Q: If there’s a Lula Houp Garou legacy 30 years from now, what would you want it to be?
That it is possible to blaze your own trail in order to manifest your dreams. Your life is the ultimate DIY project.
Four years ago, I was treading water. I was disenchanted with the theatre community and couldn’t seem to find my true path. I was struggling with a never-ending battery of mysterious ailments (that would later turn out to be due to undiagnosed food allergies) and was overweight, unhealthy, and depressed as a result. I was stuck in a soul-sucking cubicle job that made me want to bludgeon myself with office supplies, but allowed me to surreptitiously spend my days surfing the internet and living vicariously through the blogs of other artists who had the type of bohemian, adventurous, whimsical lifestyles that I craved. So I started taking bellydance classes as a way to try to get in shape and get back in touch with my own body, and proceeded to fall down the rabbit hole. Everyone associates Chicago with it’s impressive theatre and improv scene, but it’s actually also home to an amazing underground world of interconnected “fringe” arts communities. Through bellydance, I found the secret door into the labyrinth of the burlesque, circus, cabaret, fetish, steampunk, and burner communities. One of my bellydancer friends asked me to take a 2 hour “Intro to Hoopdance” workshop with her, and I agreed to, just for fun. I was surprised to discover that I could keep the hoop going, despite not having picked one up since I was twelve. I took a few more beginner-level classes, and have occasionally received pointers from friend and hoop artiste extraordinaire Dizzy Lizzy Delicious, but mostly I taught myself by watching youtube video tutorials and practicing over and over until something clicked. I never intended to become a burlesque performer, but then somehow I found myself pushed out on to the stage of a Chicago gay bar, entirely encased in a homemade full-body foam Iron Man suit. After ripping off the burlesque band-aid, I decided to try to develop my own style of burlesque-circus fusion, and the rest is history. This year, I had the unbelievable honor of making my BHOF debut in the Movers, Shakers and Innovators Showcase. … and I’m still broke. I’m still paying my dues, and trying to learn as much as I can from whomever is willing to teach me. I’m still figuring it out. But now I spend my days making magic, or posing as a muse for other artists intent on bringing their own enchantments to life. I count so many creative, talented, inspiring people as friends and peers, I get to experience all manner of wonder on a regular basis, and I can honestly say that I love my life.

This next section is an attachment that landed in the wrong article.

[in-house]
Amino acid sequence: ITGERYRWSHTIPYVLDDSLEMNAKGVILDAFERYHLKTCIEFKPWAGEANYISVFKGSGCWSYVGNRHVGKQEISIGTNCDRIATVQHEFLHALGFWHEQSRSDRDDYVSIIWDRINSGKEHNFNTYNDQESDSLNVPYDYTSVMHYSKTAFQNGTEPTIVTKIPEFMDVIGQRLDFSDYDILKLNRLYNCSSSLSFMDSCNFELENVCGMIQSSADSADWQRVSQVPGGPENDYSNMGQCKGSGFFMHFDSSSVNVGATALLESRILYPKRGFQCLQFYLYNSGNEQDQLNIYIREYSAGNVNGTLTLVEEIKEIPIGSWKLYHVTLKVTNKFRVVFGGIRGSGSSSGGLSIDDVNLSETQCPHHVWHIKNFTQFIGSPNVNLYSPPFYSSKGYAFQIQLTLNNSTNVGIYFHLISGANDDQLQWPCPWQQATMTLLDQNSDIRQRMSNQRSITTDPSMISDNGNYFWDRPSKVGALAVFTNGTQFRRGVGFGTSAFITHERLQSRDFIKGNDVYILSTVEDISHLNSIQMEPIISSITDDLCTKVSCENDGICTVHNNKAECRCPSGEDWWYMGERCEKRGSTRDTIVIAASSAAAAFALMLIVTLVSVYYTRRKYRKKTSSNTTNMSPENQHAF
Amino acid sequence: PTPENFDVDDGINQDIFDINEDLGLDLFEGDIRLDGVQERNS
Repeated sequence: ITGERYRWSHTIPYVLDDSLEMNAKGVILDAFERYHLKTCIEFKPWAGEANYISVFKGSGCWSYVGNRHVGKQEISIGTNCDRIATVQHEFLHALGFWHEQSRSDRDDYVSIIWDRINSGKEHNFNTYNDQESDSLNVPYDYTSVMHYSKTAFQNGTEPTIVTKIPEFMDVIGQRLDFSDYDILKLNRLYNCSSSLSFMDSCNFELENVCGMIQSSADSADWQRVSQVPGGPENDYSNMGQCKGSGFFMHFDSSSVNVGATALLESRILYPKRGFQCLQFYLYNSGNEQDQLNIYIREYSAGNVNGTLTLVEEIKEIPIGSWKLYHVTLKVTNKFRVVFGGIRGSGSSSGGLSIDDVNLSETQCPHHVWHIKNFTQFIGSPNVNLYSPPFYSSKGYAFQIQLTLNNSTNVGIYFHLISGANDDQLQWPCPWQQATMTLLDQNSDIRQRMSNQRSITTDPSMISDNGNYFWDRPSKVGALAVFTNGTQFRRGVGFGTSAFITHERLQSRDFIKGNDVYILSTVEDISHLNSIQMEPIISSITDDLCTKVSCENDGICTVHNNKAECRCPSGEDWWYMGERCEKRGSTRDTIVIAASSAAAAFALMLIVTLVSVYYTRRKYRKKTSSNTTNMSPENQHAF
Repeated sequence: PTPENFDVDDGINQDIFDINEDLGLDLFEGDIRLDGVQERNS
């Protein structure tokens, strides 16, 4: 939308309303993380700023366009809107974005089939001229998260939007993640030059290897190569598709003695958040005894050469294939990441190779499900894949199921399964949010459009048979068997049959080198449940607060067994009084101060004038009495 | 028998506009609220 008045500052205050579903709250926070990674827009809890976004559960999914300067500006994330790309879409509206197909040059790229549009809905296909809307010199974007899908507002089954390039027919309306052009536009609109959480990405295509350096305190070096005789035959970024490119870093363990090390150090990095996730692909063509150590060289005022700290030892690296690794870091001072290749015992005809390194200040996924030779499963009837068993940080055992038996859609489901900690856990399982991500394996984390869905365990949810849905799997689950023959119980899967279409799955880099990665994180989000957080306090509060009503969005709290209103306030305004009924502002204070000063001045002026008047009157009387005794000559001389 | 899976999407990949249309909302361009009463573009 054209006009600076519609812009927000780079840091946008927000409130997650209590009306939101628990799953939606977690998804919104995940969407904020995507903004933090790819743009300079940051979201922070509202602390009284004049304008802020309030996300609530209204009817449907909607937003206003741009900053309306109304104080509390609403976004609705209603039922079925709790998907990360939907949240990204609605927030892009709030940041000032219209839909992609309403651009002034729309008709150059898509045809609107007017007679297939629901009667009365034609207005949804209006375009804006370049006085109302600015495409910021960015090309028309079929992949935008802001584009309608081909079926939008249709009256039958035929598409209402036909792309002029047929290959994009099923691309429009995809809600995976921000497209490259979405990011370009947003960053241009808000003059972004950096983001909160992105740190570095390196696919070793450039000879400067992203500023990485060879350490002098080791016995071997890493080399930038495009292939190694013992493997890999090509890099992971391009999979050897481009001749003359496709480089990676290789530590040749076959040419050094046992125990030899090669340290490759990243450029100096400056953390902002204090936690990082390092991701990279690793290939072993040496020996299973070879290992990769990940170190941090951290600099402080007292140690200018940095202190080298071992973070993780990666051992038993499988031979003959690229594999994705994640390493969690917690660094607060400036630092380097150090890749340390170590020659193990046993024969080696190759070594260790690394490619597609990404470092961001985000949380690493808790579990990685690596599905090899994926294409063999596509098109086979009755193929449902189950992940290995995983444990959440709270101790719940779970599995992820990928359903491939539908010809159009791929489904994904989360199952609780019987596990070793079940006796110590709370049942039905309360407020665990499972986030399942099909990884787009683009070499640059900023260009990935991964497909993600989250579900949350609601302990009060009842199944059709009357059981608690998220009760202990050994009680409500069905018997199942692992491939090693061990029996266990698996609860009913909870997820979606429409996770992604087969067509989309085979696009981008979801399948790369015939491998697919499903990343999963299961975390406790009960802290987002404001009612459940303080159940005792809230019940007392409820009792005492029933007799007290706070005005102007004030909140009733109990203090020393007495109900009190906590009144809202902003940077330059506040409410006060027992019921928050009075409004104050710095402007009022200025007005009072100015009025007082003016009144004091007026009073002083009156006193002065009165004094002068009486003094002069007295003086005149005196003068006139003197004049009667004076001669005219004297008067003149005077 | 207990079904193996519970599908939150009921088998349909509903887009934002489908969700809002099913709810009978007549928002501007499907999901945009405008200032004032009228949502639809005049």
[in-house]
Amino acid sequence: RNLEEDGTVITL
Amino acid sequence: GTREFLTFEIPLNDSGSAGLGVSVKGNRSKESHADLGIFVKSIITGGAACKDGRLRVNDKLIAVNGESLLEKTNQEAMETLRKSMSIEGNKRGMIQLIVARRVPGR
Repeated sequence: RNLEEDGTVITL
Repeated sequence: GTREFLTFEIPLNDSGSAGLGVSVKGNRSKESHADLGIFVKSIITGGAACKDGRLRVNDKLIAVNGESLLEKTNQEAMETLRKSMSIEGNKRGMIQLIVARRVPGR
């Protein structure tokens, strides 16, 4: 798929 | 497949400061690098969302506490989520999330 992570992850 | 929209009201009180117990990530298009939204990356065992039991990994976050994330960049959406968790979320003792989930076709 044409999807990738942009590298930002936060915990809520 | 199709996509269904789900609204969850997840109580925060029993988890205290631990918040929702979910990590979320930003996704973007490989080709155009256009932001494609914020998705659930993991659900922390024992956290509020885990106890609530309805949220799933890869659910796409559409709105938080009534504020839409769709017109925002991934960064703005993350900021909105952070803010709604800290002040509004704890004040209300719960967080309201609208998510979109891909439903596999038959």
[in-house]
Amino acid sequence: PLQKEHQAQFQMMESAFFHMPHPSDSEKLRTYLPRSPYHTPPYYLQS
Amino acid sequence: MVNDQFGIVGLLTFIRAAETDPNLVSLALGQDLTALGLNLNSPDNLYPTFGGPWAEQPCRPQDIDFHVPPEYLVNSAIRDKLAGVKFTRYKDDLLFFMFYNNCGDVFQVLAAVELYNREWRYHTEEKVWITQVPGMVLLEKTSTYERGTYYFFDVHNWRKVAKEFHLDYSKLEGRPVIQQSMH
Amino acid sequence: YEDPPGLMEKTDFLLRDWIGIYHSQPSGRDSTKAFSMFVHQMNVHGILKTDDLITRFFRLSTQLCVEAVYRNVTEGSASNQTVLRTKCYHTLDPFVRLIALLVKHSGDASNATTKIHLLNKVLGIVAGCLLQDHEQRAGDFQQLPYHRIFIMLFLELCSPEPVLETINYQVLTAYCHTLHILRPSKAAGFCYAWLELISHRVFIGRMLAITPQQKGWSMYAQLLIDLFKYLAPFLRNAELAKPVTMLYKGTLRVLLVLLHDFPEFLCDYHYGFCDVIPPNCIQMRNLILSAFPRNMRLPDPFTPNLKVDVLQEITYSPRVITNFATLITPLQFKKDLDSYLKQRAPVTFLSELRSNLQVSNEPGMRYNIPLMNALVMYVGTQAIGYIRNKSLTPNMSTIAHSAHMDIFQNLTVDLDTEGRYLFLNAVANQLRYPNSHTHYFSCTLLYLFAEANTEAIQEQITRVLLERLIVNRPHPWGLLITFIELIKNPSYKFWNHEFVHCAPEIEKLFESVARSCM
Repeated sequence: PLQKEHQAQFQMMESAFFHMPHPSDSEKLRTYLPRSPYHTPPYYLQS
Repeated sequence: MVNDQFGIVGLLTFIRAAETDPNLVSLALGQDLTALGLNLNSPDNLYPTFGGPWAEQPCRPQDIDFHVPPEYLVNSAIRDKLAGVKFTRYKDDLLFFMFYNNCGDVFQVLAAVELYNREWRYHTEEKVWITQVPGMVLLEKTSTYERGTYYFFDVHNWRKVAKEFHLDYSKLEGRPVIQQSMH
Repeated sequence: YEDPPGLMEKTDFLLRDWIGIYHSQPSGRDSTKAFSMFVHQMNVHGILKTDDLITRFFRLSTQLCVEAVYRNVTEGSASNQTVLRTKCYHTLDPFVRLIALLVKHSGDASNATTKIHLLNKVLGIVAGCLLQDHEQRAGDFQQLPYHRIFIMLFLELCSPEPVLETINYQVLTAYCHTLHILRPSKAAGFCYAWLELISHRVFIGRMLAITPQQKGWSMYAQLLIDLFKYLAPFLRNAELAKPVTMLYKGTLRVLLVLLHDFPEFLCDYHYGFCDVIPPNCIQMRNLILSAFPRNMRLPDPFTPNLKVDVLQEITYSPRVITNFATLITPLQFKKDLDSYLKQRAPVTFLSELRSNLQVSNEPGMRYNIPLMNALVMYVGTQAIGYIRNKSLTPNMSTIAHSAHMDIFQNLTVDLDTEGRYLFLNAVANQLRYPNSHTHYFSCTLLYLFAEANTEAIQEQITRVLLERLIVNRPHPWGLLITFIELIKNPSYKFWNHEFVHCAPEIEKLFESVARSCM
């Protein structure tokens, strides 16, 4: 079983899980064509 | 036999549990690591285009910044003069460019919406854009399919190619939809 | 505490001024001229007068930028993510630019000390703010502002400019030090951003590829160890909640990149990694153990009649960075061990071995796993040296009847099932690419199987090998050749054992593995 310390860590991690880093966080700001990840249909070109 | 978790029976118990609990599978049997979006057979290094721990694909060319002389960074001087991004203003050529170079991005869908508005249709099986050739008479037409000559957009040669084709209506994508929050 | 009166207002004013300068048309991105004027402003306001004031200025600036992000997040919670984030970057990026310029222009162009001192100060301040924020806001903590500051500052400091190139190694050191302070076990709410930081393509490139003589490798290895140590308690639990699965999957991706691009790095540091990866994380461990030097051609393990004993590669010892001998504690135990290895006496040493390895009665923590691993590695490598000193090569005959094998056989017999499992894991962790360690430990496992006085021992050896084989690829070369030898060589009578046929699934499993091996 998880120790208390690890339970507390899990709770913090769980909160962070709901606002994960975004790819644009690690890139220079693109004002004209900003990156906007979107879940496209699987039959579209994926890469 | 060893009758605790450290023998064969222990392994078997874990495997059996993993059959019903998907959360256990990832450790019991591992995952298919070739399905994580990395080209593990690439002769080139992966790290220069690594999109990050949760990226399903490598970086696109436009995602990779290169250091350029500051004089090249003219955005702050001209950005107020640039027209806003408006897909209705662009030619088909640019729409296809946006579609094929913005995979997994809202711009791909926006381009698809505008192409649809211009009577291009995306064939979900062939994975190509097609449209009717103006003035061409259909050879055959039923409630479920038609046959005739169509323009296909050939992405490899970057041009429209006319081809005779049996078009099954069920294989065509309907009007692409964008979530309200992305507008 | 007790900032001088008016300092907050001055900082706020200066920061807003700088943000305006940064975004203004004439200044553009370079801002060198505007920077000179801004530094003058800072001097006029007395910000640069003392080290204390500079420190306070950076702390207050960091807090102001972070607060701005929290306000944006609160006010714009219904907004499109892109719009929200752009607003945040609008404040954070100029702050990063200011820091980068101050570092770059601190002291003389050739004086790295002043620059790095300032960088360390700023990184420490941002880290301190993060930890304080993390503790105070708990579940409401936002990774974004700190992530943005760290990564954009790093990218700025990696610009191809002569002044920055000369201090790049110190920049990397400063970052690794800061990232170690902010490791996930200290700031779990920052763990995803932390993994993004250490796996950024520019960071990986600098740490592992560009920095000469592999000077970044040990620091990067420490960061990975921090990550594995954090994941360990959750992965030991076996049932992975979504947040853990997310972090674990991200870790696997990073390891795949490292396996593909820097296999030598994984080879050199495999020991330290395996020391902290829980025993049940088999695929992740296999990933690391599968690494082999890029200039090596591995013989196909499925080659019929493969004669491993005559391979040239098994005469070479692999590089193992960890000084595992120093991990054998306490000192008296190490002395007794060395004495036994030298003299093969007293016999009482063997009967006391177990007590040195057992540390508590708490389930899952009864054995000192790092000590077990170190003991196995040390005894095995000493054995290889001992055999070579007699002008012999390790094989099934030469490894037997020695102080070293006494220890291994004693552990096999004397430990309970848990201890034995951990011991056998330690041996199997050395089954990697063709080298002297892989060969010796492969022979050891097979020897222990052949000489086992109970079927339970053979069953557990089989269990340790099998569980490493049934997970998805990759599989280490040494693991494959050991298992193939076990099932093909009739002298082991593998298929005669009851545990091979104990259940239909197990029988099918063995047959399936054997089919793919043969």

We couldn’t think of anyone’s advice we’d rather take than Miss Jo “Boobs” Weldon, Founder of the New York School of Burlesque and author of The Burlesque Handbook, which is why we’re thrilled to have her as our Burlesque Etiquette contributor! Have a question you’d like Jo to answer? Please title your email “Etiquette- _your issue___” and send to editor [at] PinCurlMag [dot] com and we will send them right over to her!